Five Boston College students from the Class of 2020, accompanied by Vice President for Student Affairs Joy Moore and Vice Provost for Global Engagement Rev. James Keenan, S.J. spoke about COVID-19, resiliency, and the common good on BC’s virtual “Show @ 6” on Friday.
“The show is based on the central insight of the common good,” Keenan said. “That is that the resources that humanity has, and needs, must be shared equitably.”
Keenan then passed off the webinar to Moore, the host of the show. Moore introduced each panelist and asked them about their interests and passions at BC.
Kaitlin Ferrari, MCAS ’20, talked about the Arrupe immersion program and the group she traveled with to places such as the U.S.-Mexico border and Nicaragua.
“Amongst the students that I went on these trips with, we just had such a drive to reach common humanity with the local residents we met,” Ferrari said. “I thought that that was something really special about Boston College students.”
After speaking about their daily routines on campus before the COVID-19 pandemic, the senior panelists transitioned to reflecting on the day BC moved online for the semester and the emotions that followed.
Ignacio Fletcher, MCAS ’20, said he was in class when he received the notifying email and talked about how his professor eased some of the confusion and fear that students felt after receiving the email.
“It was a very interesting yet confusing experience,” Fletcher said. “It sort of felt like a movie.”
Ferrari said that whiled the last few days before departing campus were sad, she was proud of how members of the Class of 2020 came together to participate in longstanding traditions before they left BC.
Moore then asked about the students’ new lives off campus and what their friends and classmates had been talking about over the past two months.
Joseph Nano, MCAS ’20, pointed to BC’s decision to expand the pass/fail option as a source of conversation, along with general feelings about the pandemic and its effect on their lives.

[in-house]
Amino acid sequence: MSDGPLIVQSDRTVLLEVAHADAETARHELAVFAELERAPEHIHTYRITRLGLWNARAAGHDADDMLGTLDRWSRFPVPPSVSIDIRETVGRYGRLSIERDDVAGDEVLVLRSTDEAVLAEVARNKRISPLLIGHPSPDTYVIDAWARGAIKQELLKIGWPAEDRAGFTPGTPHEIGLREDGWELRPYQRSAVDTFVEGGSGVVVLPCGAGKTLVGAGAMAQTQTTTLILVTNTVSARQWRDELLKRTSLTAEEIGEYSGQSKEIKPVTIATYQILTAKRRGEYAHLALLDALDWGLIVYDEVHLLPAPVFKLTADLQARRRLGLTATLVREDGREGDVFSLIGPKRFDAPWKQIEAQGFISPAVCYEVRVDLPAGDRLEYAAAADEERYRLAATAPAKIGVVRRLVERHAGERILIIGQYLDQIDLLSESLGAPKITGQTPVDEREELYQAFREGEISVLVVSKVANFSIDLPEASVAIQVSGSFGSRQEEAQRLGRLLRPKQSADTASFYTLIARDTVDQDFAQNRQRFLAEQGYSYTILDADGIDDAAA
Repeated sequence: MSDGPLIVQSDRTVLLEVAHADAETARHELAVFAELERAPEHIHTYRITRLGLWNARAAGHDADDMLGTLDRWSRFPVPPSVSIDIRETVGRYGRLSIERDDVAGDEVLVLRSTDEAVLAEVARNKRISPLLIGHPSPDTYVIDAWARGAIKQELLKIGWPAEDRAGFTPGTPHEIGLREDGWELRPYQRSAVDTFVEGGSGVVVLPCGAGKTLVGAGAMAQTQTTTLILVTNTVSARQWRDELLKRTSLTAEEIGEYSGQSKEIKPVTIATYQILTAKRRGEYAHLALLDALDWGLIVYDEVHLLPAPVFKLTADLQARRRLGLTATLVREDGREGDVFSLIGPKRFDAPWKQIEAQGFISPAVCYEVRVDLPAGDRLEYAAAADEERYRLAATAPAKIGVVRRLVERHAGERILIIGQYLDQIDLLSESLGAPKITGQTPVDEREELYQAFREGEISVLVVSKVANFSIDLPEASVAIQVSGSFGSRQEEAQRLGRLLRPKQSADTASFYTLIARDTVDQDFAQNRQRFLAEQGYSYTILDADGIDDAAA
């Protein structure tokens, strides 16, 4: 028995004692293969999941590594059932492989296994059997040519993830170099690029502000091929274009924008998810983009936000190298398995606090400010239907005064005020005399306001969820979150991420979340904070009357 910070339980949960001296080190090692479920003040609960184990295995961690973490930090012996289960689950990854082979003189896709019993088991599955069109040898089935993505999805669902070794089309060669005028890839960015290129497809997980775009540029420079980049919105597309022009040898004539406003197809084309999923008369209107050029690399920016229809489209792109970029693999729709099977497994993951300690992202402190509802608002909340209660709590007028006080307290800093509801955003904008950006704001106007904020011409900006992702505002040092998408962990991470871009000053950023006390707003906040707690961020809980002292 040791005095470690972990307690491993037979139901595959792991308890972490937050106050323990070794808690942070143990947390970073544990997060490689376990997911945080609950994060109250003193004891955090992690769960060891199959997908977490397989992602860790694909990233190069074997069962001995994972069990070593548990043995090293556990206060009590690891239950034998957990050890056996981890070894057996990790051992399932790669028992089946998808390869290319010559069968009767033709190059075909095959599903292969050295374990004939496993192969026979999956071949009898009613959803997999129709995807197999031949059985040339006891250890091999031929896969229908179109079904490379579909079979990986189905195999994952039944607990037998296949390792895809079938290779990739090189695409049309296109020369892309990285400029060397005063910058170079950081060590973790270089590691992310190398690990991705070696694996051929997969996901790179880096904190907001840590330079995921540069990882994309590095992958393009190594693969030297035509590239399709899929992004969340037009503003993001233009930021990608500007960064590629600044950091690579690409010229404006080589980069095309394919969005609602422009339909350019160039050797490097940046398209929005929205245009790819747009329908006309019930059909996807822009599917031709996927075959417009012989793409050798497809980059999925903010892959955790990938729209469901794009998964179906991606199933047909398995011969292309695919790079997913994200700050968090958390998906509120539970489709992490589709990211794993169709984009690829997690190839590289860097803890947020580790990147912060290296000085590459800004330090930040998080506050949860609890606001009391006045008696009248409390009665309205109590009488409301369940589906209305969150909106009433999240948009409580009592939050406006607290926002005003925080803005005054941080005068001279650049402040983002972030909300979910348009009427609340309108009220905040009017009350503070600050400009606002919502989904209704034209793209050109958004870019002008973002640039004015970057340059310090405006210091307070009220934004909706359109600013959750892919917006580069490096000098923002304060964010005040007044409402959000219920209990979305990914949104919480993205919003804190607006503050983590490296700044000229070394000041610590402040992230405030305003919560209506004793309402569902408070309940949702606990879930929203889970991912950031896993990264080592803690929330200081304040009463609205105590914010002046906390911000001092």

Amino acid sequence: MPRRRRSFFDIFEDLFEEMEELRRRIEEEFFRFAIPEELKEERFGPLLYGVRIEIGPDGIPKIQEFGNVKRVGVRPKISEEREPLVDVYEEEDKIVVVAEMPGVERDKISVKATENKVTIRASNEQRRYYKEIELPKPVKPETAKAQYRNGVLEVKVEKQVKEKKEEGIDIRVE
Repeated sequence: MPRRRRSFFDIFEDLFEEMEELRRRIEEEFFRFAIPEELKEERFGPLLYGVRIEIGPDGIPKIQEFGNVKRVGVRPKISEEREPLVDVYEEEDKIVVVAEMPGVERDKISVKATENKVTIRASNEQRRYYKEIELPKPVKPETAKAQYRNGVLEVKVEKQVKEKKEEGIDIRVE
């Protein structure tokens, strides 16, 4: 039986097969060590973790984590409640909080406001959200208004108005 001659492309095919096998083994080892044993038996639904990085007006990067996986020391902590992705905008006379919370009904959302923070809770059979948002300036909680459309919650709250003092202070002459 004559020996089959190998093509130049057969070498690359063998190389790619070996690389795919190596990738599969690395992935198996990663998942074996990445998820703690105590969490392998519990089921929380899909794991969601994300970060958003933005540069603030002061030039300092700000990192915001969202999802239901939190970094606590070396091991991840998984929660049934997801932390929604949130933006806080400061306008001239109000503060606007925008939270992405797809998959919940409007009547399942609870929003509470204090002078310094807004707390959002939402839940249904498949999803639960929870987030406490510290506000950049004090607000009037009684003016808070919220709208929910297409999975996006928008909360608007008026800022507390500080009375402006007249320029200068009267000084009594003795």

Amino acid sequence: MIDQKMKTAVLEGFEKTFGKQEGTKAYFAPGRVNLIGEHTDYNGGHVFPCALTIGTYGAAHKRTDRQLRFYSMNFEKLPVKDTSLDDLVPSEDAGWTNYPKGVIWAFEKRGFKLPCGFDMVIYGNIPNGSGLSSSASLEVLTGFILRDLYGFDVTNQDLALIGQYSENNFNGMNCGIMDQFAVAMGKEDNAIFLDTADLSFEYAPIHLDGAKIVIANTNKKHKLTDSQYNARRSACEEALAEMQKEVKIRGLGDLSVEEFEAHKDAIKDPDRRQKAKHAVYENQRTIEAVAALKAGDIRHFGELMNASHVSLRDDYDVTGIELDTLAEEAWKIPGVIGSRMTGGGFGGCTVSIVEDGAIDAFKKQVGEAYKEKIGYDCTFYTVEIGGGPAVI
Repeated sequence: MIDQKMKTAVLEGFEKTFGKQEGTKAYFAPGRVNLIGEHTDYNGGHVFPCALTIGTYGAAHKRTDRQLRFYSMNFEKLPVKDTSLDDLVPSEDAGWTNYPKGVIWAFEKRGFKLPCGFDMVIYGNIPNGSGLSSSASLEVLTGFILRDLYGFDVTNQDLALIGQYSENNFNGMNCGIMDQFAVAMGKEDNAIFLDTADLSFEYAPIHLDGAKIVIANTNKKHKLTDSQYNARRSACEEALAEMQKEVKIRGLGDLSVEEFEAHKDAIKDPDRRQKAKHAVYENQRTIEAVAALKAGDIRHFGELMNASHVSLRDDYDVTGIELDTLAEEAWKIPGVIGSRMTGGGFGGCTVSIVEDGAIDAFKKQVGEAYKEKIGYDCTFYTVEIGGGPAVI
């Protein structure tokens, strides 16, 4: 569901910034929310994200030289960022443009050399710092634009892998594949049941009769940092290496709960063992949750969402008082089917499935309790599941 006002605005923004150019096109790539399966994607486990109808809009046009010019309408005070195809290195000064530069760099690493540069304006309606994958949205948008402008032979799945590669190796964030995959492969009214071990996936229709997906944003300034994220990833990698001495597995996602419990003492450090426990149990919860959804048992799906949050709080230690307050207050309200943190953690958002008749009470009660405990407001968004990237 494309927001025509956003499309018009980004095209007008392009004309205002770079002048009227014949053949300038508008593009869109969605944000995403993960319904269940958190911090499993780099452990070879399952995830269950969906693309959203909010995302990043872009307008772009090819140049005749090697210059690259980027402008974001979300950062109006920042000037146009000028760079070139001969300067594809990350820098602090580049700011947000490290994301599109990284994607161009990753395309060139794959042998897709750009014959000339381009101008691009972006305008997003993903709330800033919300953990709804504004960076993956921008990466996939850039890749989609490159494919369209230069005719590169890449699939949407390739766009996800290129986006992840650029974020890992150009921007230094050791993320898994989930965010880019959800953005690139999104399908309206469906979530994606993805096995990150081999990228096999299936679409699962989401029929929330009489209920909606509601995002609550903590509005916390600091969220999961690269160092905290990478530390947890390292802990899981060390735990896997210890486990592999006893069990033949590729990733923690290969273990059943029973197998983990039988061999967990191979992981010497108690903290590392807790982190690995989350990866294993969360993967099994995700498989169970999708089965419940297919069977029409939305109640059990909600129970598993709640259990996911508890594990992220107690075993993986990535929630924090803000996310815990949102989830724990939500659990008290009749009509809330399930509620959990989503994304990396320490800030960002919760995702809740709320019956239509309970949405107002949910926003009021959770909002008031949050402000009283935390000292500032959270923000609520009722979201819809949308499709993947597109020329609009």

“At least based on my experience and my friends’ experience, I think our professors did a great job transitioning to remote learning,” Nano said. “BC offered the pass/fail option for classes, and I was so thankful for it. I ended up declaring one of my classes as pass/fail, and I have a lot of friends who did the same thing.”
The webinar then transitioned to its main theme as panelists reflected on what “common good” means to them.
“When I think about the common good, more simply, I just think about quality or a specific standard of quality of life that everyone could have access to, but some do not,” said Victoria Ang, MCAS ’20. “I think pursuing the common good comes with the responsibility to definitely diminish those barriers that some people face to access that quality of life.”
Michael Osaghae, MCAS ’20, mentioned Freshman League, Rise, and Strong Women Strong Girls as programs that give opportunities for students to come into their identity and feel included in the community.
“I think of equity and marginalization when it comes to the common good, and so I think there’s a lot of spaces around Boston College’s campus and a lot of groups that participate in that work,” Osaghae said.
Featured Image by Maggie DiPatri / Heights Editor